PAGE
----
I hate to dissapoint you but the Illustrious class were better than anything the americans ever even dreamed off until they saw them in action! they a) did not get put out of action at every accident, every bomb hit, every plane doing a kamikaze, b) did not operate in waters where they could run away easily (as you could in the pacific), c) operate in waters where you can deck park….

    so mike, and this I know about as it is the topic of my PhD is comparing them and the aircraft they carried…these carriers were a lot better than the US or Japanese ones; a fact reflected in that they often cost slightly more – and took longer (though about the same time as japanese) than american to be built due to the smaller industrial base of the UK versus the US and the nature of having to convoy in large amounts of food and other goods.

    The Illustrious class were in many ways along with the Leander class the last brilliant gasps of practical british naval building – they were strong enough that they could survive in the constricted waters of the mediterrean in constant threat from land bases. They were fast enough with a good enough range to operate very successfully when deployed to the pacific; and in the atlantic their aircraft were true and secured in their hangars through the toughest of storms.

    so michael next time you want to reference something as not perfect when comapared to their foreign counterparts…do not pick on this magnificent class; their aircraft were not up to standard but that was not the fault of them – and in many ways was the reason why armour and strength were chosen. Which are by the way the grandparents of almost every class produced or procured by an English Speaking Navy ever since!.

    yours sincerely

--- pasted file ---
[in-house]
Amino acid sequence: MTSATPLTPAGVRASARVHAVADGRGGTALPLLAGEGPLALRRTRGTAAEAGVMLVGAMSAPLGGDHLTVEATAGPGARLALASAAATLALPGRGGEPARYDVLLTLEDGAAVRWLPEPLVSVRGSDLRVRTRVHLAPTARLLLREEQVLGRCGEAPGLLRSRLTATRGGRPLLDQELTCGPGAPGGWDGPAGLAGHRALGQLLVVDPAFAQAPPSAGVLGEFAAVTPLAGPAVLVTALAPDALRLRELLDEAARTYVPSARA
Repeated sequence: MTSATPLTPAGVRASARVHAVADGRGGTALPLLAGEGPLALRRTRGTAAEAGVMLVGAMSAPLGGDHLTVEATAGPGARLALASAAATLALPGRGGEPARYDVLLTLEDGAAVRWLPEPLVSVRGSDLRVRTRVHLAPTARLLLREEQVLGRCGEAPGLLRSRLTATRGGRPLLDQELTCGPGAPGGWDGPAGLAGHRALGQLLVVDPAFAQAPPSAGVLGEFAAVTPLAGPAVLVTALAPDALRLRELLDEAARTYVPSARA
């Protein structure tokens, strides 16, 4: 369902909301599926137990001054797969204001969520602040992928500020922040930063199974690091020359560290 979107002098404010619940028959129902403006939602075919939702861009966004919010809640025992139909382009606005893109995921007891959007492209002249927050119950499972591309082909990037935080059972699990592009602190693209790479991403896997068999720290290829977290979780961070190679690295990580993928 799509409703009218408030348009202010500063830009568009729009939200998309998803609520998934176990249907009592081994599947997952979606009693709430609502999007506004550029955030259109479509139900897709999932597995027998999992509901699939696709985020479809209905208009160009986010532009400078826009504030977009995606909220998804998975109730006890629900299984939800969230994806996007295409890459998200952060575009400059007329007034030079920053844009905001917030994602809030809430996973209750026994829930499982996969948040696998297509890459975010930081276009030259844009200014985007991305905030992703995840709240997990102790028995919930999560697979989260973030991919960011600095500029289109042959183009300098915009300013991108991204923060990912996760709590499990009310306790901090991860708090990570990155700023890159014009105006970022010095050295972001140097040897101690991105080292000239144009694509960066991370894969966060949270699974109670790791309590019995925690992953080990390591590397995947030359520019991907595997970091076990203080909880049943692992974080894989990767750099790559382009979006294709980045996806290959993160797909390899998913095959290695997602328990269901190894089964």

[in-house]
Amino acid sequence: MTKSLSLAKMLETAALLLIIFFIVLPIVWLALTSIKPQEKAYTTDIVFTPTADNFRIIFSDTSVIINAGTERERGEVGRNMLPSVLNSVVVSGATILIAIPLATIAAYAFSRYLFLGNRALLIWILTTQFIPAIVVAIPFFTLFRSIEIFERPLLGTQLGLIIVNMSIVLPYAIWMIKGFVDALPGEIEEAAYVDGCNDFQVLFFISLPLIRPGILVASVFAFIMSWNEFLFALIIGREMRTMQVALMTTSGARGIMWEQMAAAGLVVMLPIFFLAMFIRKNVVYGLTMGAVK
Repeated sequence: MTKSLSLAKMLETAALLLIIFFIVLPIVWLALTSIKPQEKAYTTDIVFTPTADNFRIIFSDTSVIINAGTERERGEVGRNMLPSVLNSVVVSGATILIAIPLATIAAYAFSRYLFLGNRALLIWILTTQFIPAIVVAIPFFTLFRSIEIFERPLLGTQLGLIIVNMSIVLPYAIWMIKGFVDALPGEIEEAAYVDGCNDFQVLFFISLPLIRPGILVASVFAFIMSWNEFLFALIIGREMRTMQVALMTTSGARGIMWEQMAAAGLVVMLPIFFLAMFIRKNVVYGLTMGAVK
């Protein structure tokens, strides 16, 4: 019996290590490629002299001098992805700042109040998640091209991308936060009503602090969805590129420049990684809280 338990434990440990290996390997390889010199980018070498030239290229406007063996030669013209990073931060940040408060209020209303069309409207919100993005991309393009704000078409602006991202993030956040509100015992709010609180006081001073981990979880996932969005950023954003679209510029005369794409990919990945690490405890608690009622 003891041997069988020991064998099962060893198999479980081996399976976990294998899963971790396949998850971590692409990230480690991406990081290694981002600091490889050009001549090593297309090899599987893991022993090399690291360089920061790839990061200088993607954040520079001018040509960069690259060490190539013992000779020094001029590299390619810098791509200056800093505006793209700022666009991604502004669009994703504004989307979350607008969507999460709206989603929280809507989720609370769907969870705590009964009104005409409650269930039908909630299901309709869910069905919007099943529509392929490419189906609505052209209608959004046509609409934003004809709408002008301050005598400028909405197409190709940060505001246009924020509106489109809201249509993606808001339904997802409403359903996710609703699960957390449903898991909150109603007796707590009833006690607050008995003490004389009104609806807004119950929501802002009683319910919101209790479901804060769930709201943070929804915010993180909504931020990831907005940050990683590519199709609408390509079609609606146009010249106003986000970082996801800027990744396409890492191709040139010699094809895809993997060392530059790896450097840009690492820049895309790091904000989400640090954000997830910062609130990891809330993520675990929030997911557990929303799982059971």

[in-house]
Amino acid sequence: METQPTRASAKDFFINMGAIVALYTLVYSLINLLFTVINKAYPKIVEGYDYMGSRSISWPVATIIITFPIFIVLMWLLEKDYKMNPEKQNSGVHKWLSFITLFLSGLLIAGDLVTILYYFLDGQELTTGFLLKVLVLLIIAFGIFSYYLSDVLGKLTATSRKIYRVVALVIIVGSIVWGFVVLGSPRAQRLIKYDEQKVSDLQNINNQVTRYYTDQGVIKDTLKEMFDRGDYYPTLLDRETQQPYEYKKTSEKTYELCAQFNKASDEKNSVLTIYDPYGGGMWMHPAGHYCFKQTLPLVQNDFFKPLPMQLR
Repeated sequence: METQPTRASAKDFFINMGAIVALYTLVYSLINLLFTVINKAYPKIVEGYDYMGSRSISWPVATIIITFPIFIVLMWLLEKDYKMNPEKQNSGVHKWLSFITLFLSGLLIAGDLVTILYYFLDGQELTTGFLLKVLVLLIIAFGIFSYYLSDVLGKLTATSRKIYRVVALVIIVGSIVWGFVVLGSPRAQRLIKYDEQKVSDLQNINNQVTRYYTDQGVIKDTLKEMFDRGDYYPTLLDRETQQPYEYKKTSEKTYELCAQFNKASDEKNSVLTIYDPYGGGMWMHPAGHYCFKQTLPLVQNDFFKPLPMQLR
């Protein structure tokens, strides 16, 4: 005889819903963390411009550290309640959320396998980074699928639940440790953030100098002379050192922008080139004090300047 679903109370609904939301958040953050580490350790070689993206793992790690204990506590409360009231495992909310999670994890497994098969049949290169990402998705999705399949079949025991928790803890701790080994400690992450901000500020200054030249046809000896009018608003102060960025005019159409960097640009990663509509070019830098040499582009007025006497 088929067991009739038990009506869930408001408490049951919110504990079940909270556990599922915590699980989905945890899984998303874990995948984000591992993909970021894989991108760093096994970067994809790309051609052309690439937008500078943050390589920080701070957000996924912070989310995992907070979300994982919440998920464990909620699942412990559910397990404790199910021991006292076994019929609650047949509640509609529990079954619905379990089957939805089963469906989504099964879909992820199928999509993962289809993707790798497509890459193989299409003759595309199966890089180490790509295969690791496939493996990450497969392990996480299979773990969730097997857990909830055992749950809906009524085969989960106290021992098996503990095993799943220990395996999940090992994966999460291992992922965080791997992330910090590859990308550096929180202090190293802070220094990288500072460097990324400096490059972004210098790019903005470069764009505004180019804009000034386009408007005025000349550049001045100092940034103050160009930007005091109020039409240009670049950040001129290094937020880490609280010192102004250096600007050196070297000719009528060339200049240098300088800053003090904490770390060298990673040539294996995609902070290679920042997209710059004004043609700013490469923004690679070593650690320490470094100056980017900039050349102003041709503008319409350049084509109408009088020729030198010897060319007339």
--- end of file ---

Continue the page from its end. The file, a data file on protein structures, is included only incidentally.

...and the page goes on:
18. Mike Burleson permalink*
    October 29, 2009 7:20 am

    Lets compare these to the Illustrious class armored carriers form WW 2. Not perfect compared to their foreign equivalents (Japan, and USA), but still with their good points, still quite effective, with much potential. And they are the future of warfare.

    They got the main thing right with the anti-missile system, without which in the new missile wars at sea you are dead.

  19. - Alex (the new'un). permalink
    October 28, 2009 7:43 pm

    T45; Something I have been watching with a keen eye for the past 20 years. (since NFR-90), T45 should never get TLAM/Storm Shadow doing such would compromise the Raison d’être of C.1 however there is no reason why they shouldn’t have Harpoon and a CIWS better than Phalanx, the project has been mismanaged and nearly ignored since project Horizon, despite Britain being the money and the power on Project Horizon(proposed 12 of 16 ships) the French and Italians forced Aster in Sylver launchers while BAe Dynamics were pushing for MK.41 or a new more flexible system(might be wrong on this, it might’ve been Sea Wolf replacement[pre-CAMM] they were looking for something new for which isn’t a bad idea for Littoral ships if you intergrate VL derrirative of FASGW(H)[Sea Skua replacement] and/or Fireshadow[feasibility of VL Fireshadow has to be taken into account]). Eventually arguments over workshare (suprise, suprise; heaven forbid that BAe and Marconi should be prime contractors) and SAMPSON gave way.

    only 48 VLS cells? There is room for 64, perhaps even 72, should the need arise, the cost of the modification need to be taken into account though.

    Never mind AB’s $1bn cost, T45’s £1bn is by far the greater travesty(well actually it’s £550m but after R&D and project delays etc are factored in the project cost £6bn)

    12 > 8 > 6; 8 is the utmost minimum that is needed to provide protection for perceived operations, 12 is probably overkill, IMO 10 is the sweet spot.